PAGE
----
Exclusive Q&A Part 2: Coral Peña talks Aleida opening up & teases For All Mankind Season 3

Coral Pena in For All Mankind Season 2 - Courtesy of Apple TV+
Coral Pena in For All Mankind Season 2 - Courtesy of Apple TV+ /

Coral Peña’s performance in For All Mankind Season 2 was so good, we couldn’t limit our exclusive interview with her to just a couple of questions. Instead, we rearranged just a couple of things in order to break it up into two parts.

Part One focused on what it meant to the actress to be able to play someone like Aleida Rosales, whose identity as an immigrant was neither ignored nor presented as the only aspect of her character. We also discussed why representation is so important, especially in sci-fi.

But what’s next for Aleida? How might some of her journey in For All Mankind Season 2 lead her to grow, and what could that mean for Season 3?

Check out what Coral Peña had to say about those issues. The first question is a follow-up on one her answers in Part One: “They can strive to be whoever they want. They are given permission to.”

Coral Peña For All Mankind
Coral Pena in season two of “For All Mankind,” now streaming on Apple TV+ Image Courtesy of Apple. /

Coral Peña on Aleida learning to trust

Hidden Remote: You can be the smartest person in the room and still be the most terrified of making a connection, right?

Coral Peña: Yes! That’s the other thing about Aleida that I hope people take away: Aleida is just kind of awkward. She doesn’t know how to connect with people, and it’s going to come across like someone who pushes people away.

But it’s really just someone who doesn’t know how to be vulnerable and is terribly uncomfortable with themselves. It comes from a place of real distrust of the world because she’s been through so much.

HR: Aleida’s run-in with Bill Strausser from Episode 8 plays right in with that idea of not knowing how to make friends…

Coral Peña: It’s funny because in the episode, she thinks: “Hey. You’re being mean to me? I’ll be mean to you back!” And she has no understanding of consequences at all.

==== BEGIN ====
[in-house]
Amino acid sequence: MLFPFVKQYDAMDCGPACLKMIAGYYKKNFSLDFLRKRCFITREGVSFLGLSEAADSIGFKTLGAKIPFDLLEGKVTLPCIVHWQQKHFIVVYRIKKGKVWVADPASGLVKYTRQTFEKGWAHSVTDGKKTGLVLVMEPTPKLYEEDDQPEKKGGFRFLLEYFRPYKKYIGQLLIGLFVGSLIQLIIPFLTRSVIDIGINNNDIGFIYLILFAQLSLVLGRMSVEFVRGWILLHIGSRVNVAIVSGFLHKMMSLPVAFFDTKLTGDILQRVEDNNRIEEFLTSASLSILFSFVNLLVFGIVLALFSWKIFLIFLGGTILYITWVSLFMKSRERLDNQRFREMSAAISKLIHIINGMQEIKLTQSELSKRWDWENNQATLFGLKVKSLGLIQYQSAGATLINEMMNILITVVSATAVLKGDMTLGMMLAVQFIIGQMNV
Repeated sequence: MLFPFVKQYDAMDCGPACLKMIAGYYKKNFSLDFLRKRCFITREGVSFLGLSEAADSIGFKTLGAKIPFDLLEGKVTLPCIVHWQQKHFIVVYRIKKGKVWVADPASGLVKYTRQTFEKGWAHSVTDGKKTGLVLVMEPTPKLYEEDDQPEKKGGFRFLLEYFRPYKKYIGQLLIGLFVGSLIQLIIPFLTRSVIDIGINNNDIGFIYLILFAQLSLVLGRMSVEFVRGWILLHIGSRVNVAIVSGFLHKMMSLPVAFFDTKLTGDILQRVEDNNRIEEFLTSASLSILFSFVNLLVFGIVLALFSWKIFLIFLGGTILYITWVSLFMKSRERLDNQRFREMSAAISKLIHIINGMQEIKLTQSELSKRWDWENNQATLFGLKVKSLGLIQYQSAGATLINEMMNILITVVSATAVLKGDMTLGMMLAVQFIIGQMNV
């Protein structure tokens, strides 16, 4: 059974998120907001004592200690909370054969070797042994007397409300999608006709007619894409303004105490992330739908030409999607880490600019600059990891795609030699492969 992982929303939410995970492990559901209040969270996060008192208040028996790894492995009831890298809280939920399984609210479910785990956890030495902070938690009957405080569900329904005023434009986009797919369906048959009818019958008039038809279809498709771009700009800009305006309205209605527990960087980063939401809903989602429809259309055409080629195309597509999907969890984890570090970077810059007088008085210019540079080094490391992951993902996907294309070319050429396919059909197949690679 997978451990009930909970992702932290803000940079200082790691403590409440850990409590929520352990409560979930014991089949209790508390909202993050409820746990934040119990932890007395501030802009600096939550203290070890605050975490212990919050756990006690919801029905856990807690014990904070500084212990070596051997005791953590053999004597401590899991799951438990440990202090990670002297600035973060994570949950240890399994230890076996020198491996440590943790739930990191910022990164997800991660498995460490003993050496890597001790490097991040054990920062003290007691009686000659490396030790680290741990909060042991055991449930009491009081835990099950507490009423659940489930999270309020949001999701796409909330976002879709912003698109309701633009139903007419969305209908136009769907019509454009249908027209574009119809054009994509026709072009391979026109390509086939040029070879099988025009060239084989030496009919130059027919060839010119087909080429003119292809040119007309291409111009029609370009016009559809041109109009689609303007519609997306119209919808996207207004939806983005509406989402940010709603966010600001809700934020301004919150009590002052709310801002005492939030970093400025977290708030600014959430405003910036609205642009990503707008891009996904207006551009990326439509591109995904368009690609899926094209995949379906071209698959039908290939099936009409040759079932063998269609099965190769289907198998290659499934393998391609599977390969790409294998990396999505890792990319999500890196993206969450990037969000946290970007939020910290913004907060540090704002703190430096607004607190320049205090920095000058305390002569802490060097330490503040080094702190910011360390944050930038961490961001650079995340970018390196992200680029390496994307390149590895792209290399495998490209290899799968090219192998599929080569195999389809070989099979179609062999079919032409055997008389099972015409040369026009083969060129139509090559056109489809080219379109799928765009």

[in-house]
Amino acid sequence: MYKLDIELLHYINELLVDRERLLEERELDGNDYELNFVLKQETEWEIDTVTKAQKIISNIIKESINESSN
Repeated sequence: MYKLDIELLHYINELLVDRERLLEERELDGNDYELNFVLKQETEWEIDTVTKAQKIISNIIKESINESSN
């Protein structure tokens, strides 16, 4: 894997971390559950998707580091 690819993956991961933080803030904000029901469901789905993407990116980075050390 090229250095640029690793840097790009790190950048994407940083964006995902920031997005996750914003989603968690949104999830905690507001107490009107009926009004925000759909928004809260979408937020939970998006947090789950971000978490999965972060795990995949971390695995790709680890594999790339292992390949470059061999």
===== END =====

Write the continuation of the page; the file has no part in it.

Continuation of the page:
HR: None. [Laughs]

Do you think, by the end, she finally realizes that it’s going to be a long journey, but it’s maybe is OK to be vulnerable with some people, sometimes? Is Aleida moving toward making some connections?

Coral Peña: What she’s learned is, it’s not about being different—or changing who she is. There’s nothing really wrong with who she is. It’s more about allowing people to understand where it’s coming from. And how that can open up her ability to be a better engineer at work and a happier person.

She doesn’t have to stop being this smart alec; she doesn’t have to stop being someone who is a little more brash. She just has to let people into why she’s that way.

Because we all have that person that maybe we went to high school or college with, that at first, you’re like, “ugh. This guy,” and then you get to know them and realize, “they’re actually really lovely. It’s coming from this, actually, special place.”

So, to trust people: That’s the biggest thing that’s working against her. And it makes sense—you get why—but once she starts trusting even Bill, Bill then feels an almost fatherly connection with her.

He feels like he has to defend her because he understands where it’s coming from now, and he just wants other people to know. And he values that she trusted him with this.

I actually got very close to Noah Harpster, who plays Bill. We always made jokes, where we’re like, “we’re always monologuing at each other.” Episode 8 is where we monologue at each other’s faces.

But then, you know, you watch it, and you go, “oh, I understand. I’ve been there,” where you’re just with someone. You don’t know why, but the feeling is right. And you just feel like, “I want to tell you something about my life.”

It’s beautiful, and it’s human. And it’s really special to see Aleida trust someone. That’s the most beautiful part about that scene. You’re seeing that Aleida maybe trusts for the first time in a long time.

We want that for Aleida because we want her to just be able to relax for maybe just once, you know?

HR: Well, and then everything happens with NASA. Relaxing is kind of out the window at that point.

CP: Whether work is stressful or not, that’s another thing. But maybe in her personal life, she can relax and trust people a little more.

Coral Peña on what’s next for Aleida in For All Mankind Season 3

HR: Aleida saves the day twice. She comes up with the ring for the docking system, or else it was going to be a disaster. And then she happens to come across the message from Tracy and Gordo.

Now that she’s clearly proven that she’s the best there is—which, Margo already knew—looking forward to For All Mankind Season 3, is it safe to hope that she might make more connections beyond Margo and Bill?

CP: We did start filming, so I do know. The question is, “how much can I say?”

I think the audience wants nothing more than for Aleida to have a support system. Because she hasn’t had a support system for a really long time, clearly.

She’s been on her own for a really long time. And I think the writers know this and know that the most exciting thing they can offer the audience is to give Aleida a group of people that she trusts and a support system.

Without spoiling anything, they do their best to provide that. That’s all I’ll say about Season 3.

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HR: Thank you so much for your time, and I can’t wait to see what happens next.

Don’t miss Coral Peña in For All Mankind. All episodes of Season 2 are now streaming on Apple TV Plus!